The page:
Some species are so critically important to the health and resilience of the ecosystems that their absence greatly affects that ecosystem's integrity. Beavers, for example, are mighty ecosystems engineers. Meticulous stewards of their lands, they have a close revolutionary relationship with the plants in their environment. Each species is interdependent on one another, each contributes to the ecosystem resilience. Beavers help modify their territory by providing essential components for restoring riparian corridors, thus securing the foundation of resilient ecosystems crucial to the mitigation of climate and land-use changes. 

2021-2030 is the UN Decade on Ecosystems Restoration, with the goal to prevent, halt and reverse the degradation of ecosystems worldwide. Restoring ecosystems is not only fundamental to achieving biodiversity conservation, but is essential for ensuring water and food security, eradicating... See more

Message from Martha Rojas Urrego, Secretary-General of the Ramsar Convention on Wetlands

 

World Wildlife Day is an opportunity to celebrate wildlife and nature on which we all depend. From fresh water and food to medicines and carbon storage, we all rely on ecosystems and their component species for our health and prosperity.

But today, over a million of those species face threat of extinction. When we lose species, entire ecosystems can decline and disappear. At the same time, we need healthy ecosystems to ensure that species can survive and thrive.

The urgency to better understand species’ relationship with ecosystems is shown starkly by wetlands. Wetlands are home to 40% of all global species. But since 1970 we have lost 35% of global wetlands. Today, one in three freshwater species and 25% of all wetlands species face extinction, including water birds, fresh water-dependent mammals, marine turtles and coral-reef building species.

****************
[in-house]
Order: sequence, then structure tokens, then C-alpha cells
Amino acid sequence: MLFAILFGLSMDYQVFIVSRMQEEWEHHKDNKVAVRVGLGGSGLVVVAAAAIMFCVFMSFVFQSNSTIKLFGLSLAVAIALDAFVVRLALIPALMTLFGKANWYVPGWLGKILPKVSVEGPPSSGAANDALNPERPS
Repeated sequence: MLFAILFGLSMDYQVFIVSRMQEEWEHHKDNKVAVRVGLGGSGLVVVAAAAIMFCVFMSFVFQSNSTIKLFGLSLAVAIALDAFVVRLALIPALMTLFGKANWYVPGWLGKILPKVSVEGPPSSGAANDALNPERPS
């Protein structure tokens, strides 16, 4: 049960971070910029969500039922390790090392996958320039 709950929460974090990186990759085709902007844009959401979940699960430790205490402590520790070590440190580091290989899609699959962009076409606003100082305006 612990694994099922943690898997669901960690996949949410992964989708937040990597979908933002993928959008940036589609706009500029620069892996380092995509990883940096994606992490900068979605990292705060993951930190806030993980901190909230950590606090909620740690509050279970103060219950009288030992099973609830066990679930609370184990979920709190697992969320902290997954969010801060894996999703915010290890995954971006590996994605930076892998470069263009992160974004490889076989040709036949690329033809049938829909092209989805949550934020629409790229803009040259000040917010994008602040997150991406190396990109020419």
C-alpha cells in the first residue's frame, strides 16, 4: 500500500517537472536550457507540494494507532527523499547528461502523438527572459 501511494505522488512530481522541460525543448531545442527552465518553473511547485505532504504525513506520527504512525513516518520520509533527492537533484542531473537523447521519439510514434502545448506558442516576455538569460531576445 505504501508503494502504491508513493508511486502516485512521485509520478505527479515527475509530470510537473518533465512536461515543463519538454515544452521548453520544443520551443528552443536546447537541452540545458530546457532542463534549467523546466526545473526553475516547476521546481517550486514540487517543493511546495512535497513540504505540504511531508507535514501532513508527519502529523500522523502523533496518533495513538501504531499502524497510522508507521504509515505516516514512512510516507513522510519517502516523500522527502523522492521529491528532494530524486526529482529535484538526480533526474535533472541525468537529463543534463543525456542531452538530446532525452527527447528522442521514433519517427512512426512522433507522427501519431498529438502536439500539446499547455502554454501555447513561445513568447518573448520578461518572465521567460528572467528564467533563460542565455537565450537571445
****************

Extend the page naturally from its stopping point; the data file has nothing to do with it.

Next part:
This year, World Wildlife Day focuses on recovering key species for ecosystem... See more

Message from Dr Monique Eloit, Director General of the World Organisation for Animal Health

 

The disappearance of key species can destroy an entire ecosystem. Wolves are a great example. Wolves feed on ungulates, such as moose, deer and wild boars. The ecological role of the wolf includes controlling the population size of other wild animals, and removing carcasses from the environment. Consequently, they may play a role in regulating the spill over of diseases, such as Lyme disease and African swine fever, from wild animals to humans and livestock. Wildlife such as wolves are the keystones of functional and healthy ecosystems. 

In the past 50 years, the population size of vertebrate species has decreased by 68%. 40% of amphibians, 25% of mammals, and 14% of birds are in danger of extinction. The biggest threat for wildlife is overexploitation, which includes wildlife trade. The wildlife trade represents one of the biggest menaces for wild animal conservation, and also for the appearance of emerging diseases, putting ecosystems and one’s... See more

Message from Anne Larigauderie, Executive Secretary of IPBES

Our development, our security and our quality of life all depend on the continued health of our natural environment. 

The permanent loss of any species or any ecosystem has repercussions well beyond our current ability to understand – because all threads in the web of life are connected, and allowing even one to be eliminated can cause the others to rapidly unravel. 

One of the most important messages from the 2019 IPBES Global Assessment Report was that extinctions and the degradation of nature’s contributions to people matter, not only as issues of environmental and ethical concern, but also on a very practical everyday level for all people as well.